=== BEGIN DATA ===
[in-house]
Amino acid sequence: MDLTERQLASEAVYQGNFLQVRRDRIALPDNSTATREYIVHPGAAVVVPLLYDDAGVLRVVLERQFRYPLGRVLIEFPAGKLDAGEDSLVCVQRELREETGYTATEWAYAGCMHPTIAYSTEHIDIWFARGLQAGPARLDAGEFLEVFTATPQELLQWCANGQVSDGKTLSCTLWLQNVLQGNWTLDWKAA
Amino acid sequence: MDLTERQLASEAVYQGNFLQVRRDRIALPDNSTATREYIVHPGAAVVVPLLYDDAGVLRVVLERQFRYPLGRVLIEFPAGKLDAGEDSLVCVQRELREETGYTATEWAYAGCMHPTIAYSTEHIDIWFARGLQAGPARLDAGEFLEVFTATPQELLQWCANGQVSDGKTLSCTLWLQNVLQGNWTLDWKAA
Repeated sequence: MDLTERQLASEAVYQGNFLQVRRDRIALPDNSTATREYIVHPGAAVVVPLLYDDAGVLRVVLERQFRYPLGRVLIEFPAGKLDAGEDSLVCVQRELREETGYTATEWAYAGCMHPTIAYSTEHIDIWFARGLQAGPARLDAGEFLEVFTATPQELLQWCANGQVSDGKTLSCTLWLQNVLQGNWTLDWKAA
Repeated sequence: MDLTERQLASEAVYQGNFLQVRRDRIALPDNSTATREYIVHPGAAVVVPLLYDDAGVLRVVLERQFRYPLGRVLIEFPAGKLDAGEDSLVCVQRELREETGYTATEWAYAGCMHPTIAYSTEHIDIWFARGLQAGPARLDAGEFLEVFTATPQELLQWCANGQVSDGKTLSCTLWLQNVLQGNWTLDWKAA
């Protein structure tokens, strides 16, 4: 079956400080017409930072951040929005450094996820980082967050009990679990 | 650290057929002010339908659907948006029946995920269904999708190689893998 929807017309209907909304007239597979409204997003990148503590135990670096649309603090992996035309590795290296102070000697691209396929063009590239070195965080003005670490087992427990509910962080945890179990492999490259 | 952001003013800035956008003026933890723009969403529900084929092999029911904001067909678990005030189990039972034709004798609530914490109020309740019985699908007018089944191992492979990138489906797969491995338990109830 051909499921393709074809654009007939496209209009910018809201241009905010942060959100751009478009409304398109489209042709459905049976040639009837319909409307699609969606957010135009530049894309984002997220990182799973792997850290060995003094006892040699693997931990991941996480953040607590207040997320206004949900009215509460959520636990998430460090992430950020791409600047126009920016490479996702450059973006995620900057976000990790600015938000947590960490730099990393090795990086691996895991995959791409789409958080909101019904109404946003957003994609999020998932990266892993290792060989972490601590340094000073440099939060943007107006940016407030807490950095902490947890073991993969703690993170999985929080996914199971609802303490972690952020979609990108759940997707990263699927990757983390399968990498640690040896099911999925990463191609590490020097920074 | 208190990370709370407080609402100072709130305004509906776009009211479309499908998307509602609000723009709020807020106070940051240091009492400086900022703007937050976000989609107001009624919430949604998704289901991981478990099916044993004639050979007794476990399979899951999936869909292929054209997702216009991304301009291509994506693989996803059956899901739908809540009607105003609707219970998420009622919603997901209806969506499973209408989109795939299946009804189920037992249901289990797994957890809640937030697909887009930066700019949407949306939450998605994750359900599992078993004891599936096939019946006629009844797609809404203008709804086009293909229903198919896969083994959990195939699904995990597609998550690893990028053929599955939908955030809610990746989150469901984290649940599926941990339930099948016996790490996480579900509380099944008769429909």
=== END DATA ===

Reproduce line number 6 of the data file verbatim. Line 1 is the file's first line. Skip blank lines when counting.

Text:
């Protein structure tokens, strides 16, 4: 079956400080017409930072951040929005450094996820980082967050009990679990 | 650290057929002010339908659907948006029946995920269904999708190689893998 929807017309209907909304007239597979409204997003990148503590135990670096649309603090992996035309590795290296102070000697691209396929063009590239070195965080003005670490087992427990509910962080945890179990492999490259 | 952001003013800035956008003026933890723009969403529900084929092999029911904001067909678990005030189990039972034709004798609530914490109020309740019985699908007018089944191992492979990138489906797969491995338990109830 051909499921393709074809654009007939496209209009910018809201241009905010942060959100751009478009409304398109489209042709459905049976040639009837319909409307699609969606957010135009530049894309984002997220990182799973792997850290060995003094006892040699693997931990991941996480953040607590207040997320206004949900009215509460959520636990998430460090992430950020791409600047126009920016490479996702450059973006995620900057976000990790600015938000947590960490730099990393090795990086691996895991995959791409789409958080909101019904109404946003957003994609999020998932990266892993290792060989972490601590340094000073440099939060943007107006940016407030807490950095902490947890073991993969703690993170999985929080996914199971609802303490972690952020979609990108759940997707990263699927990757983390399968990498640690040896099911999925990463191609590490020097920074 | 208190990370709370407080609402100072709130305004509906776009009211479309499908998307509602609000723009709020807020106070940051240091009492400086900022703007937050976000989609107001009624919430949604998704289901991981478990099916044993004639050979007794476990399979899951999936869909292929054209997702216009991304301009291509994506693989996803059956899901739908809540009607105003609707219970998420009622919603997901209806969506499973209408989109795939299946009804189920037992249901289990797994957890809640937030697909887009930066700019949407949306939450998605994750359900599992078993004891599936096939019946006629009844797609809404203008709804086009293909229903198919896969083994959990195939699904995990597609998550690893990028053929599955939908955030809610990746989150469901984290649940599926941990339930099948016996790490996480579900509380099944008769429909």